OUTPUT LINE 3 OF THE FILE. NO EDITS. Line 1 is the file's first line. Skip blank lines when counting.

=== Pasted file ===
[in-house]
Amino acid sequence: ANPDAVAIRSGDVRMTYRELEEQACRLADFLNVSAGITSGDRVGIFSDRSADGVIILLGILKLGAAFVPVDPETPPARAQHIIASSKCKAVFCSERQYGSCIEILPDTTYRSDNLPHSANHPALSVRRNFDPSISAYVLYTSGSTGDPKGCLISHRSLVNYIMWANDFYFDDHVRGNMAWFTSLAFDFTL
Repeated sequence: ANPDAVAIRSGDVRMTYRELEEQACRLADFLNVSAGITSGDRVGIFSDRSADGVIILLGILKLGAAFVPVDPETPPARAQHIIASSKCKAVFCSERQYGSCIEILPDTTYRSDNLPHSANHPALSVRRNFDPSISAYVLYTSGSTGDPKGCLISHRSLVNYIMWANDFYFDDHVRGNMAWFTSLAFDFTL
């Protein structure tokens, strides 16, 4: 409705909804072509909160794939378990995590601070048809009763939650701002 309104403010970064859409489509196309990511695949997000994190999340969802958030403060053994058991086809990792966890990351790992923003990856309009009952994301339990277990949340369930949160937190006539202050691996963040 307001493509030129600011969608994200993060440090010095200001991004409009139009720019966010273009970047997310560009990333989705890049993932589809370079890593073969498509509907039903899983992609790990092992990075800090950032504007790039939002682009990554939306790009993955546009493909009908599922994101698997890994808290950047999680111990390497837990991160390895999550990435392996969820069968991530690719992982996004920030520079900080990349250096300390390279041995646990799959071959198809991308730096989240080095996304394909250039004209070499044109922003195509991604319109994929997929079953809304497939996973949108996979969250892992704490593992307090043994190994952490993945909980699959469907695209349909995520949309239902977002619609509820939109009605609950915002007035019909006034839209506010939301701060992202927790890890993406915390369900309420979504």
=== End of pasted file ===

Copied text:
Repeated sequence: ANPDAVAIRSGDVRMTYRELEEQACRLADFLNVSAGITSGDRVGIFSDRSADGVIILLGILKLGAAFVPVDPETPPARAQHIIASSKCKAVFCSERQYGSCIEILPDTTYRSDNLPHSANHPALSVRRNFDPSISAYVLYTSGSTGDPKGCLISHRSLVNYIMWANDFYFDDHVRGNMAWFTSLAFDFTL